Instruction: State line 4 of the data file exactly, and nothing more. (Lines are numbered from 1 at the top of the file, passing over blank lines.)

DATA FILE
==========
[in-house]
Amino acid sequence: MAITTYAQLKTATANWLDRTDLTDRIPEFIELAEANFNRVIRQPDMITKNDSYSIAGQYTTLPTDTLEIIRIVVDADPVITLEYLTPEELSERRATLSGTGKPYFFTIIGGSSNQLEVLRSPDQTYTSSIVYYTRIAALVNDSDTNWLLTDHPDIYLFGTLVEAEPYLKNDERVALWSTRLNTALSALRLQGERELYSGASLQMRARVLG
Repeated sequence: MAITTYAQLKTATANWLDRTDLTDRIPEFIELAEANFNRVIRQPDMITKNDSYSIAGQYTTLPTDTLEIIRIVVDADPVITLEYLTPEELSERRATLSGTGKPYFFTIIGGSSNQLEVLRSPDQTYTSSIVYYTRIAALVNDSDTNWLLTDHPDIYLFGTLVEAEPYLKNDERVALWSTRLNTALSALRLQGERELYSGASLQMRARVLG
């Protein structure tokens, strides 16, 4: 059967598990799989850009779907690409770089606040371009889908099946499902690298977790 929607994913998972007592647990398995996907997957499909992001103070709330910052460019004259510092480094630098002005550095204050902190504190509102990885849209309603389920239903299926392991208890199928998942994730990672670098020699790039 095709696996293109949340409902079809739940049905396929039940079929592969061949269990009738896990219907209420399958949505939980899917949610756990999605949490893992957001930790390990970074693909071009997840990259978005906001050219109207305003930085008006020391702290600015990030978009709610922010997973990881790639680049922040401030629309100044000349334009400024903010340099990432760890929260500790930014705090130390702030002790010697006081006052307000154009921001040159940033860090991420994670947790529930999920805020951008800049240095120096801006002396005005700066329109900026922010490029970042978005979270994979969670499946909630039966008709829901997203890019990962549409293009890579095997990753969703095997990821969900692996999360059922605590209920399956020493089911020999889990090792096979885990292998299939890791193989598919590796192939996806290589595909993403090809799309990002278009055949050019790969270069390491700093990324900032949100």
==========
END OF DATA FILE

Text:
């Protein structure tokens, strides 16, 4: 059967598990799989850009779907690409770089606040371009889908099946499902690298977790 929607994913998972007592647990398995996907997957499909992001103070709330910052460019004259510092480094630098002005550095204050902190504190509102990885849209309603389920239903299926392991208890199928998942994730990672670098020699790039 095709696996293109949340409902079809739940049905396929039940079929592969061949269990009738896990219907209420399958949505939980899917949610756990999605949490893992957001930790390990970074693909071009997840990259978005906001050219109207305003930085008006020391702290600015990030978009709610922010997973990881790639680049922040401030629309100044000349334009400024903010340099990432760890929260500790930014705090130390702030002790010697006081006052307000154009921001040159940033860090991420994670947790529930999920805020951008800049240095120096801006002396005005700066329109900026922010490029970042978005979270994979969670499946909630039966008709829901997203890019990962549409293009890579095997990753969703095997990821969900692996999360059922605590209920399956020493089911020999889990090792096979885990292998299939890791193989598919590796192939996806290589595909993403090809799309990002278009055949050019790969270069390491700093990324900032949100």